Sunday, May 22, 2005

By my reckoning, just five American newspapers this last week mentioned Imran Khan.

Who? Well, he’s a world-famous ? wait for it — cricketer. No, hang on, don’t all stampede for the exits, this isn’t a column about cricket. He is, as it happens, a beautiful cricketer, the first great fast bowler from the Indian Sub-continent and … whoops, no, honestly, it’s not a cricket column. But the point is he’s a household name in England, Australia, India and everywhere else where the summer game means the thwack of leather on willow.

And in the same week a mere handful of American media outlets mentioned Imran, more than 100 newspapers mentioned Newsweek’s Michael Isikoff. Mr. Isikoff filed the phony-baloney story about some interrogator at Guantanamo flushing a Koran down the toilet.

But Imran, in a ferocious speech broadcast on Pakistani TV, brought it to the attention of his fellow Muslims, many of whom promptly rioted, with the result 17 people are dead.

To date, reaction has divided along two lines. Newsweek has been hammered for being so flushed with anti-Bush anti-military fever it breezily neglected to consider whether the story would generate a huge mound of corpses.

That is true. On the other hand, there are those who point out it’s hardly Newsweek’s fault some goofy foreigners are so bananas they’ll riot and kill over one rumor of one disrespectful act to one copy of one book. Christians don’t riot over derogatory references to Christ and other provocations by incontinent “artists.” Jews take it in their stride when they’re described as “a virus resembling AIDS,” which is what Sheikh Ibrahim Mudeiris said a week ago in his sermon on Palestinian state TV, funded by the European Union. Muslims can dish it out big-time, so why can’t they take it, even the teensy-weensiest bit?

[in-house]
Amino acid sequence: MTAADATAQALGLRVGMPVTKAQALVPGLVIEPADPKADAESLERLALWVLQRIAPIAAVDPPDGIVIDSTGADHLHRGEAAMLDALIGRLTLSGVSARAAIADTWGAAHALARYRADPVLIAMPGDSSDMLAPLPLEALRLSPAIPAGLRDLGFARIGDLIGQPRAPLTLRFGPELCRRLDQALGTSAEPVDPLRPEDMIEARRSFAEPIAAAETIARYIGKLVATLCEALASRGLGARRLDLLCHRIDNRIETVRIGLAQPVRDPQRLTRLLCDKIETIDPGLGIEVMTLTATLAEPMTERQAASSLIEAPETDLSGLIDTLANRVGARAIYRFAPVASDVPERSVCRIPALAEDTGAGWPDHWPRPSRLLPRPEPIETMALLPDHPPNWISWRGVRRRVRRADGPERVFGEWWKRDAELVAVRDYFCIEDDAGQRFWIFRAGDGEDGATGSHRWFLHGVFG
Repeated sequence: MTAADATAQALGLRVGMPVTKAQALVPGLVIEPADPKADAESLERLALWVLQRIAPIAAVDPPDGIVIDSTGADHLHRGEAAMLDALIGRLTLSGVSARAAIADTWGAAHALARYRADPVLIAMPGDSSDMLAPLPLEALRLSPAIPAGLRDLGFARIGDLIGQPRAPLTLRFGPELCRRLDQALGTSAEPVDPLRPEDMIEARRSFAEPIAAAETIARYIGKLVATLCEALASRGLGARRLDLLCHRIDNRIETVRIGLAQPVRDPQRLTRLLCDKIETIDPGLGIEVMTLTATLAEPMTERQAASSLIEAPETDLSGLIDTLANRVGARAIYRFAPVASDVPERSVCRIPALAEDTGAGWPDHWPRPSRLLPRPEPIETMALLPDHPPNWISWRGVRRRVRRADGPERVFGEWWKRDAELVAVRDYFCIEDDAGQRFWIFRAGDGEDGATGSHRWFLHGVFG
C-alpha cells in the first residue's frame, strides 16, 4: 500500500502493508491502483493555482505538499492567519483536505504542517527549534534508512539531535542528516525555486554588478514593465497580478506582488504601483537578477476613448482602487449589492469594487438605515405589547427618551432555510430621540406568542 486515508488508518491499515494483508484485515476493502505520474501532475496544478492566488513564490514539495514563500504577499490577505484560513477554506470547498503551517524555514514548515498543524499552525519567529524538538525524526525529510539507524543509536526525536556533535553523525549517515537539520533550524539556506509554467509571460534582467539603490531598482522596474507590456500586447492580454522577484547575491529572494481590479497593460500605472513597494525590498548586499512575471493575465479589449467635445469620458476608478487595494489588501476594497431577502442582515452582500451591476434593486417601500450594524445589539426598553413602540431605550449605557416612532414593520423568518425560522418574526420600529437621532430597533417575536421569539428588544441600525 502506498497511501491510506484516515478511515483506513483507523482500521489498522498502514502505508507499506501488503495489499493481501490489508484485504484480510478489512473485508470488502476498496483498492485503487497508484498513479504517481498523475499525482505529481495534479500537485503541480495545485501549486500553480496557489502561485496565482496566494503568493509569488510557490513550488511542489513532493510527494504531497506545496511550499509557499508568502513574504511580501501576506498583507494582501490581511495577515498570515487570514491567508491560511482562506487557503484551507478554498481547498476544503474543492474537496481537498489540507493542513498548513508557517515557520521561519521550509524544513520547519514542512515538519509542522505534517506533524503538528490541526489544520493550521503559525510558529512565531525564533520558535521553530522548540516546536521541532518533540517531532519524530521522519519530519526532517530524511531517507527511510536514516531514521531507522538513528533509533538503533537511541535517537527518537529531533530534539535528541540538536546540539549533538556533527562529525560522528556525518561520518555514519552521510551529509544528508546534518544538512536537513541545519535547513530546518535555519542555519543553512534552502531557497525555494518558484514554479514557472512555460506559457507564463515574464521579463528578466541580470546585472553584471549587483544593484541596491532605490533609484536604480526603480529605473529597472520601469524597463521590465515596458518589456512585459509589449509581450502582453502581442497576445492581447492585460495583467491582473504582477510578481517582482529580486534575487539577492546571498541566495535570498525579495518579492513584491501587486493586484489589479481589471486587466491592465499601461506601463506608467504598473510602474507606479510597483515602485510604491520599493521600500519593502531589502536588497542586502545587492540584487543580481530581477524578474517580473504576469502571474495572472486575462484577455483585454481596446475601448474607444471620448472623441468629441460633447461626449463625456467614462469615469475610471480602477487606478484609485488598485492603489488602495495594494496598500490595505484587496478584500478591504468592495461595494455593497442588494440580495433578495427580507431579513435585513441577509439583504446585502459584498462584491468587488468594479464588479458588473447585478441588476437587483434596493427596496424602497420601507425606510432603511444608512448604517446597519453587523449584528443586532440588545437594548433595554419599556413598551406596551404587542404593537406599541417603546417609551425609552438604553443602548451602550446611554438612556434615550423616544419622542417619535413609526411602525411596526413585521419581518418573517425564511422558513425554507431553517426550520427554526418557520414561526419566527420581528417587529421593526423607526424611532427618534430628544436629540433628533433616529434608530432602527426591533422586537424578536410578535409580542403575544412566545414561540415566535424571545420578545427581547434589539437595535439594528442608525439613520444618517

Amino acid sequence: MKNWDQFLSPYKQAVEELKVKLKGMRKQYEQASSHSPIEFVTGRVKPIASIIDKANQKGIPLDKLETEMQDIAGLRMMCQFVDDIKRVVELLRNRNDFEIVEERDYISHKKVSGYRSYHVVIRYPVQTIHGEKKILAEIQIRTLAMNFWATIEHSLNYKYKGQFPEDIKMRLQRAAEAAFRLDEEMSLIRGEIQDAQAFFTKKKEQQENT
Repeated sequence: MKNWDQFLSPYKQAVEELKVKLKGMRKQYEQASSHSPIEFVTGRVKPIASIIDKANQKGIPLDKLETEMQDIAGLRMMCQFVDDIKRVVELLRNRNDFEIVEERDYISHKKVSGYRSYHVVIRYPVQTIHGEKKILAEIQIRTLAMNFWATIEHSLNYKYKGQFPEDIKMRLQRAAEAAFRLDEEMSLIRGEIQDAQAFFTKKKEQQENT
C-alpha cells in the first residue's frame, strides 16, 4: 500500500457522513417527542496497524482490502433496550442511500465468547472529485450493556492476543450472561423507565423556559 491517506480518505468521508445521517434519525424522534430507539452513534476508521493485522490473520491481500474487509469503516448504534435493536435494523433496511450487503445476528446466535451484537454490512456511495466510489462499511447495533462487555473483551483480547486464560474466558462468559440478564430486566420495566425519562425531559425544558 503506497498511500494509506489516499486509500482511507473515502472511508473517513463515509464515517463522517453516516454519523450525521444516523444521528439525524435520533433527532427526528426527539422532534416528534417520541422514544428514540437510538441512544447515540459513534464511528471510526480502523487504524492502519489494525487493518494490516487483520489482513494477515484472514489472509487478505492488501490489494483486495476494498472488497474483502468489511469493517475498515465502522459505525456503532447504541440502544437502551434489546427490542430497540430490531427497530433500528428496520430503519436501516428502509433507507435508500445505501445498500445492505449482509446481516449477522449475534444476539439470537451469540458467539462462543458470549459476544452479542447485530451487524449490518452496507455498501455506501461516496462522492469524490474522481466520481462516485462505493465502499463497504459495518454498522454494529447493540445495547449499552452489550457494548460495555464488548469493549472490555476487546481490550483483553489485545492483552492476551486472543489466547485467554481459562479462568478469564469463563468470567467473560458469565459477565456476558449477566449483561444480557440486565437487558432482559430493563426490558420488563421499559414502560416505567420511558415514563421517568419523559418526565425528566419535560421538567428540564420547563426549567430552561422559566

All that is also true, but would be a better defense of Newsweek if the media hadn’t spent the last 3 years bending over backward to be supersensitive to the, ah, touchiness of the Muslim world — until the opportunity for a bit of lurid Bush-bashing proved too much to resist.

In a way, both the U.S. media and those wacky rioters in the Afghan-Pakistani hinterlands are very similar: two highly parochial and monumentally self-absorbed tribes isolated from the rest of the world and prone to fanatical irrational indestructible beliefs — not least the notion you can flush a 950-page book down one of Al Gore’s eco-crazed federally-mandated low-flush toilets, a claim no editorial bigfoot thought to test for himself in Newsweek’s executive washroom.

Watching the media circle the wagons around the beleaguered Mr. Isikoff this week, Martin Peretz of the New Republic described them as “a profession that is complacent, self-righteous, and hopelessly in love with itself.” The media are the message: But, hey, enough about the war, let’s talk about me.

As for the wackiness of Muslim fanatics, well, up to a point. But, you know, we’ve been told ever since the attacks of September 11, 2001, the allegedly seething “Muslim street” was about to explode and for four years it remained as somnolent as a suburban cul-de-sac on a weekday afternoon.

Invade their countries, topple their rulers, bomb their infrastructure from the first day of Ramadan to the last, arrest their terrorists, hold them at Gitmo for half a decade, initiate reforms setting the Arab world on the first rung of the ladder to political and economic liberty… and the seething Muslim street gives one almighty shrug.